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This past week, I had a fascinating text exchange with one of my very best friends. We have known each other for more than forty years. We met in college—and no, this friend isn’t Kevin J. Anderson. This is another friend. We worked in different professions, but we’ve been at each other’s side, either physically or virtually, for decades now.
He’s retired now. I met him while he was a late-returning undergraduate, looking for a new career. Then marched beside him through the milestones, from getting an advanced degree through marriages and divorces (his and mine), children (his), successes, failures, and the health challenges that we’ve both suffered over the years.
We talked about the life trajectory this week, because my one class per semester at UNLV keeps bringing up bits of the past. This week, I watched a couple of students bond on a project. Over the past month or two, I watched them get to know each other and slowly become each other’s support system. Whether that lasts another forty years—or even six months—I don’t know. But they’re working on it.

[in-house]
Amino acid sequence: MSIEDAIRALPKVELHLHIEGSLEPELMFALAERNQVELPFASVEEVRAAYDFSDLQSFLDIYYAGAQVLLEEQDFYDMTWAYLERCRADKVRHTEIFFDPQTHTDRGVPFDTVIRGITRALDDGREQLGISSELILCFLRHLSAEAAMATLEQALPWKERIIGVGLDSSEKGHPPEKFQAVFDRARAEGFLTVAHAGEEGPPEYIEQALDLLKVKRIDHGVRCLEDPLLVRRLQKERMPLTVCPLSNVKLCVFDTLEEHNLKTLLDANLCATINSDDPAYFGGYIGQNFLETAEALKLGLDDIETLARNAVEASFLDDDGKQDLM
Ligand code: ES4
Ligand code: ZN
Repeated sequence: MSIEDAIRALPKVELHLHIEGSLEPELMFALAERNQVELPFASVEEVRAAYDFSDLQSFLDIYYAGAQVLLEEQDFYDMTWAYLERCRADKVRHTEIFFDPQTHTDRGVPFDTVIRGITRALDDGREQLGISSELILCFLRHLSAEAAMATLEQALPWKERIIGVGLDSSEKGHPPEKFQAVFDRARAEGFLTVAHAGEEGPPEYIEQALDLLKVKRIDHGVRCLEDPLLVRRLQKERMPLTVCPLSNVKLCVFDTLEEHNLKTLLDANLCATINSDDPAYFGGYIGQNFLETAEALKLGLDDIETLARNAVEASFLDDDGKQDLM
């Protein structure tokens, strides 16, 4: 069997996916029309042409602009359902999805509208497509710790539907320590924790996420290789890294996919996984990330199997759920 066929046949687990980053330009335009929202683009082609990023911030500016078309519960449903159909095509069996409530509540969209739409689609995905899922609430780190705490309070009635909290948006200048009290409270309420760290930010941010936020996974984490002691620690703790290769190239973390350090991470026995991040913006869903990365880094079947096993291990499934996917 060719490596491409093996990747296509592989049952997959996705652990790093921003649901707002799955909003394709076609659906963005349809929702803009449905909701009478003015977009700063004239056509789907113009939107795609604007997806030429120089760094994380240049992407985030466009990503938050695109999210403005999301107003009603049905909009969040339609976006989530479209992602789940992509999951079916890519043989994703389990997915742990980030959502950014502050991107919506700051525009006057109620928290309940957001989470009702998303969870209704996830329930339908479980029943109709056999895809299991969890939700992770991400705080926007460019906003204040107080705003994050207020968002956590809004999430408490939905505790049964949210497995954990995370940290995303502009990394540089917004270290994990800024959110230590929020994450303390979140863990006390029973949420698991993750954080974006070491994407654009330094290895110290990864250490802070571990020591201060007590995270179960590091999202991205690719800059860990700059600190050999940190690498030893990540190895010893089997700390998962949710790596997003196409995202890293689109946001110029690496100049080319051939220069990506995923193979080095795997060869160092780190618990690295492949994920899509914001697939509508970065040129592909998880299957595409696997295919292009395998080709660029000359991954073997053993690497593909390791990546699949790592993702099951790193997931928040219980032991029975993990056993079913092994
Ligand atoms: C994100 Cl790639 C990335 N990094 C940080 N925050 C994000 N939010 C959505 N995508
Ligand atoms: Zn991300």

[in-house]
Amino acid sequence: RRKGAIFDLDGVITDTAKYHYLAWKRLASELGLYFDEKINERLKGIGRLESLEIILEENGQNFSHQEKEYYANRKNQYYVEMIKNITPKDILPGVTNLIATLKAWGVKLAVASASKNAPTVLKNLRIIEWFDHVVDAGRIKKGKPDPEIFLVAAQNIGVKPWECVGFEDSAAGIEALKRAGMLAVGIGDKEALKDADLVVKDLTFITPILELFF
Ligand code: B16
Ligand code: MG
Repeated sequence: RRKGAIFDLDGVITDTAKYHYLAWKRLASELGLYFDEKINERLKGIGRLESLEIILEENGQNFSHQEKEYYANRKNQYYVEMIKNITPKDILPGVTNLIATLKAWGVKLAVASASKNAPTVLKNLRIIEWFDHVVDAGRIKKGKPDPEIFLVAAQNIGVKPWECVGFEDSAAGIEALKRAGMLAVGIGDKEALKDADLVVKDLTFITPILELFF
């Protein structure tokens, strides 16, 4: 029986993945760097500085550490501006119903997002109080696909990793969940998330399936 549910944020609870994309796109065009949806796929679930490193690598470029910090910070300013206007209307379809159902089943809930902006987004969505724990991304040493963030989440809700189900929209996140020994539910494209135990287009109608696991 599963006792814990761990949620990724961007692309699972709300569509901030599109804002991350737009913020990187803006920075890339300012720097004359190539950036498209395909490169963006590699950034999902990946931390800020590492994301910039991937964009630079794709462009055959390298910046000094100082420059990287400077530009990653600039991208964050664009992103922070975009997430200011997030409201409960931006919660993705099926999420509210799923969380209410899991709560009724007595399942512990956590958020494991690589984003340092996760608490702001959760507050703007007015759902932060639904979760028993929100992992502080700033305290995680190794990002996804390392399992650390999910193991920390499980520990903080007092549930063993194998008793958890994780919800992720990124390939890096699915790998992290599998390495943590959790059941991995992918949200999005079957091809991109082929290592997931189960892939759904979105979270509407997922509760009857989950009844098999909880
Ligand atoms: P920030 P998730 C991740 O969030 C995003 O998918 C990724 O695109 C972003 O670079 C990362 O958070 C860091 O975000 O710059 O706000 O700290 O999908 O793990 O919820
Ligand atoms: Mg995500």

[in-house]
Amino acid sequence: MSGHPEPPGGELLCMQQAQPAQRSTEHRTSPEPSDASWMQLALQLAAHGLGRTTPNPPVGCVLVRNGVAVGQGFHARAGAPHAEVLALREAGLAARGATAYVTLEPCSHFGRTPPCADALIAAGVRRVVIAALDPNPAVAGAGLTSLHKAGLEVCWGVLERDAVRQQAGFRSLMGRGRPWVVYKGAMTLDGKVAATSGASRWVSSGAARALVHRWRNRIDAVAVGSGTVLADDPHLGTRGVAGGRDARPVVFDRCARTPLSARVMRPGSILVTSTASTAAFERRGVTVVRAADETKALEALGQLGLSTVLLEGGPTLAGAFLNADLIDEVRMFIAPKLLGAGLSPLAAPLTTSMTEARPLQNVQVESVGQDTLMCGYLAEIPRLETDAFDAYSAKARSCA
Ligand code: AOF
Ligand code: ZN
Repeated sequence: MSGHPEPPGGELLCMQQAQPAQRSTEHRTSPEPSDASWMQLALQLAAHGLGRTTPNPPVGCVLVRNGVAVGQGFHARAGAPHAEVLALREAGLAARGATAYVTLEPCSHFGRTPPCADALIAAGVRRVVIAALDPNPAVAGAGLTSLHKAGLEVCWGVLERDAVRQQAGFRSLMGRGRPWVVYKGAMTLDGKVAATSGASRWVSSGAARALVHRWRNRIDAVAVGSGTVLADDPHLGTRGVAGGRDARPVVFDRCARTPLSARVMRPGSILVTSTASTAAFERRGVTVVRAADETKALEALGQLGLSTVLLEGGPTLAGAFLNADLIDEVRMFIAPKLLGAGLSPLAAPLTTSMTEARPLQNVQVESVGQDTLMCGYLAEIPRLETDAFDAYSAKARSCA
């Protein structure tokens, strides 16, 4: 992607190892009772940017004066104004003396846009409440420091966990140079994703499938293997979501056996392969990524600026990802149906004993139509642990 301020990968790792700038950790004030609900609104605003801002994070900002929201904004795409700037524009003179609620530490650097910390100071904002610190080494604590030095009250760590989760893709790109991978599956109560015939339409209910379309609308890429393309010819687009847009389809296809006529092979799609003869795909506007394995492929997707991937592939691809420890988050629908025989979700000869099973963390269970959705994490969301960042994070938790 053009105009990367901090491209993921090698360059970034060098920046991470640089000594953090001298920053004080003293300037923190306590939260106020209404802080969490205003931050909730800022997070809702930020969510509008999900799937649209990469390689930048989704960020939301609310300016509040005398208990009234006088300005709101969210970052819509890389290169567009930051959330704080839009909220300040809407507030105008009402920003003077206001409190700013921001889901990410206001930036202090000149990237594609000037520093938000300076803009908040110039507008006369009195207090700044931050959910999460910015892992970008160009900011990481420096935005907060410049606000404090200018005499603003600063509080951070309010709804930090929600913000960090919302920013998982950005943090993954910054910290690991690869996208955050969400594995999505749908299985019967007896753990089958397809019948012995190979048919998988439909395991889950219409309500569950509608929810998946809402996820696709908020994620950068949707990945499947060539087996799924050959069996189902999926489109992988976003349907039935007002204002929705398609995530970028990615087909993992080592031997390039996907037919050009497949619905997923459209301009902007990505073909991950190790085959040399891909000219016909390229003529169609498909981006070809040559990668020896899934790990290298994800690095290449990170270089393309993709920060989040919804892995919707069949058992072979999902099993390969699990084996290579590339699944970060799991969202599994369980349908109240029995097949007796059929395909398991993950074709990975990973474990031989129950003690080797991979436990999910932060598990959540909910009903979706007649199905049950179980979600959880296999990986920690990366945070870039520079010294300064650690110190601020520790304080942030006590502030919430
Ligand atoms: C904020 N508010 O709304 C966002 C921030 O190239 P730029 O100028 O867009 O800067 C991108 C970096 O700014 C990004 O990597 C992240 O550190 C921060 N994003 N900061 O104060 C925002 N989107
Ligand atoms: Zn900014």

I’ve seen a few other friendships grow too. These kids are just beginning to figure out who they are deep down. Watching that discovery is great. I think I finally understand why my father, a college professor, got so inspired by his students. I’m seeing it in real time.
But my friend and I also discussed age. He has one of those time-markers—children—that I don’t have. So it’s easier for me to pretend that I’m the same as I was in my forties (I’m not; I’m healthier) or that time really hasn’t passed—not unless I look at my hands, and see how they’re aging. They don’t look like mine anymore. They have the same short stubby fingers that my grandmother’s hands had, and now I’m starting to get that same web of lines that she had.
Occasionally, articles hit me hard as well. One, a Buzzfeed clickbait piece, said, You’ll Never Guess Who Is In Their Mid-Sixties! And I thought: Sure, I would, followed by…Crap! I’m nearly to my mid-sixties.
That was a bit earth-shattering in the weirdest of ways. The societal message about growing older, which means in U.S. parlance that I’m becoming less relevant. My friend mentioned that he has a lot of time now because he’s retired, and he struggles with that, although he doesn’t want to return to his old job. It intrigued him thirty years ago, and left him battered by the end. He doesn’t want to return and he doesn’t want to reinvent himself…yet. I suspect he might, though.